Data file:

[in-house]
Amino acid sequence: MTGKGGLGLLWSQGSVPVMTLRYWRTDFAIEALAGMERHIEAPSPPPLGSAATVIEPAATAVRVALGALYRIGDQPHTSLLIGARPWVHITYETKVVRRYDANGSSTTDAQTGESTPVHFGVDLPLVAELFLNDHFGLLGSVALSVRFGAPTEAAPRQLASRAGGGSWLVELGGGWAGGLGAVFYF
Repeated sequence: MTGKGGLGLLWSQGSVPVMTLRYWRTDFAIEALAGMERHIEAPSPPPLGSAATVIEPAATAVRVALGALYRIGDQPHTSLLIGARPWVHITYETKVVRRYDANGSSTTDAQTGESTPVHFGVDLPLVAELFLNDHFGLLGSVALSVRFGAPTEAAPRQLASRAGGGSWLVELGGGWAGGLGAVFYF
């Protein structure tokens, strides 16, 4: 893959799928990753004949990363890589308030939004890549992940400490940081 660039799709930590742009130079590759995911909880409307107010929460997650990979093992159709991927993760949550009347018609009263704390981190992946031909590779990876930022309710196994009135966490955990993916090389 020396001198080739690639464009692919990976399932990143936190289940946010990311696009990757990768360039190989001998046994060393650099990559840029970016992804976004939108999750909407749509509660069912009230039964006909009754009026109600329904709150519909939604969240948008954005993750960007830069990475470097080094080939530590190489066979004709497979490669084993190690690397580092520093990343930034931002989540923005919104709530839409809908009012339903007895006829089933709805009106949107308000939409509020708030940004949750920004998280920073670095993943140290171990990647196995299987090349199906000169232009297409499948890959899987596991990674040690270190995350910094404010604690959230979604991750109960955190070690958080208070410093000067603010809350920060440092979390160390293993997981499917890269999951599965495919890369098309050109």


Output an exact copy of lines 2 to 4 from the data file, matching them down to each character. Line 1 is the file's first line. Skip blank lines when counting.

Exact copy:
Amino acid sequence: MTGKGGLGLLWSQGSVPVMTLRYWRTDFAIEALAGMERHIEAPSPPPLGSAATVIEPAATAVRVALGALYRIGDQPHTSLLIGARPWVHITYETKVVRRYDANGSSTTDAQTGESTPVHFGVDLPLVAELFLNDHFGLLGSVALSVRFGAPTEAAPRQLASRAGGGSWLVELGGGWAGGLGAVFYF
Repeated sequence: MTGKGGLGLLWSQGSVPVMTLRYWRTDFAIEALAGMERHIEAPSPPPLGSAATVIEPAATAVRVALGALYRIGDQPHTSLLIGARPWVHITYETKVVRRYDANGSSTTDAQTGESTPVHFGVDLPLVAELFLNDHFGLLGSVALSVRFGAPTEAAPRQLASRAGGGSWLVELGGGWAGGLGAVFYF
């Protein structure tokens, strides 16, 4: 893959799928990753004949990363890589308030939004890549992940400490940081 660039799709930590742009130079590759995911909880409307107010929460997650990979093992159709991927993760949550009347018609009263704390981190992946031909590779990876930022309710196994009135966490955990993916090389 020396001198080739690639464009692919990976399932990143936190289940946010990311696009990757990768360039190989001998046994060393650099990559840029970016992804976004939108999750909407749509509660069912009230039964006909009754009026109600329904709150519909939604969240948008954005993750960007830069990475470097080094080939530590190489066979004709497979490669084993190690690397580092520093990343930034931002989540923005919104709530839409809908009012339903007895006829089933709805009106949107308000939409509020708030940004949750920004998280920073670095993943140290171990990647196995299987090349199906000169232009297409499948890959899987596991990674040690270190995350910094404010604690959230979604991750109960955190070690958080208070410093000067603010809350920060440092979390160390293993997981499917890269999951599965495919890369098309050109």